CROYDON IN CRISIS: One Labour councillor has provided an idea which could help to reduce some of the drastic cuts in the Town Hall budget. But so far, they’ve not received a reply. By WALTER CRONXITE, political editor
It’s a little known fact that one area in which Croydon’s cash-strapped council has demonstrated considerable financial excellence over the past five years is the civic pension fund.
The fund, which is used to pay the pensions of former council employees, has almost doubled in value, from £863.2million in March 2016 to £1.6billion by June this year.
According to an official report from the Government Actuary’s Department, Croydon’s pension fund has performed better than many similar local authority funds, having previously been a very poorly funded scheme, trailing most other authorities.
The government actuaries, by nature very cautious souls, say that Croydon had reached 98per cent fully funded by 2019. The fund has made further significant gains since then and is now considered to be over-funded.
The council pension fund has been so successful, in fact, that it could even offer the Town Hall’s beleaguered leadership, Hamida Ali and finance chiefs Stuart King and Callton Young, a multi-million-pound helping hand, without any Maxwellian sharp practices, and enable them to reduce the extent of some of the £38million budget cuts proposed for next year, and beyond.
According to correspondence obtained by Inside Croydon, the chair of the council’s pensions committee last month made an offer to reduce the council’s contributions to the fund.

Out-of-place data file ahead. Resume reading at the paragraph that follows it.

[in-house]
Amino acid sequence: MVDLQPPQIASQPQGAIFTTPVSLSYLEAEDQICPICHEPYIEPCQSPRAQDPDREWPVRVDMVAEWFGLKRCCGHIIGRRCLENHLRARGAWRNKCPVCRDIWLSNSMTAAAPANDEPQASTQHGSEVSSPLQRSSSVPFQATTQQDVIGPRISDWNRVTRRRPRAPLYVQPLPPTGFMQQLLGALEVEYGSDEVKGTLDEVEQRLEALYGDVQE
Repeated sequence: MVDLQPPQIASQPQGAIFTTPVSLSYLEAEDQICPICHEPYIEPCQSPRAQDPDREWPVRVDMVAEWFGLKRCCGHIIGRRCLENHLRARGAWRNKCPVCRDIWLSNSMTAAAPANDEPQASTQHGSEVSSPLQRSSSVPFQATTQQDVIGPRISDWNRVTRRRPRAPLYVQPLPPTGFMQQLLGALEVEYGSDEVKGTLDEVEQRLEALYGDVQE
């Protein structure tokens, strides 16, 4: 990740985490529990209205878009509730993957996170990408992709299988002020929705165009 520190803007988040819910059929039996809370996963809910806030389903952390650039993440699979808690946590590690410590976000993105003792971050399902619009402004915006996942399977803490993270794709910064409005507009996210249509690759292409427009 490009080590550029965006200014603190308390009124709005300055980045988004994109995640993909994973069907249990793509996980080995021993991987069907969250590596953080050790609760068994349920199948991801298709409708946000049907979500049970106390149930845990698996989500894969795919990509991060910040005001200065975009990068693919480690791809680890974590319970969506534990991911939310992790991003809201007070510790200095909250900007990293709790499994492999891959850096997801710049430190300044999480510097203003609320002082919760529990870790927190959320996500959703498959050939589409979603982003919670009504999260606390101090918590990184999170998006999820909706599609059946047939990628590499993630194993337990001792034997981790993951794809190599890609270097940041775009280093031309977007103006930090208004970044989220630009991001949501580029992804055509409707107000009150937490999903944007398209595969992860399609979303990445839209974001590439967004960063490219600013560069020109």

And a senior council source familiar with the council’s financial plans has told Inside Croydon that this could amount to a reduction in contributions next year of as much as £3.1million.
The pensions committee chair, Waddon councillor Andrew Pelling, suggested the reduced annual contributions in a letter to Hamida Ali dated October 6. Yet despite the urgency of the budget situation, by this week, Pelling had yet to receive a reply.
“It has been drawn to my attention that the council is currently facing particular financial challenges,” Pelling wrote, somewhat coyly for someone who has been a Labour councillor since 2014, “and when the fund is doing so well it is time for the fund to repay the generosity of the council in the past by assisting the council in its time of need.”
Pelling added, “I trust monies realised will allow the council to consider ways to protect services to those most in need.”
And by way of assurance to any concerned council pensioners, he wrote, “Any adjustments, if agreed, will have no impact on payments made to members of the fund.”
The council currently pays 26.2per cent of pay towards employees’ pensions. That extraordinarily high rate became necessary when Croydon had a poorly performing and underfunded pension fund.
Under Pelling’s suggestion, cutting that pay rate by a small percentage would not damage the fund’s standing, while saving the council a fair few bob in its time of dire need.
Pelling – a pariah in the Labour group as far as former leader Tony Newman was concerned – was made chair of the pension committee in May 2016. Since then it has increased in value by £737.8million, or 85 per cent.
Unusually for a Labour councillor, as well as being a former Tory MP, Pelling is also an ex-investment banker.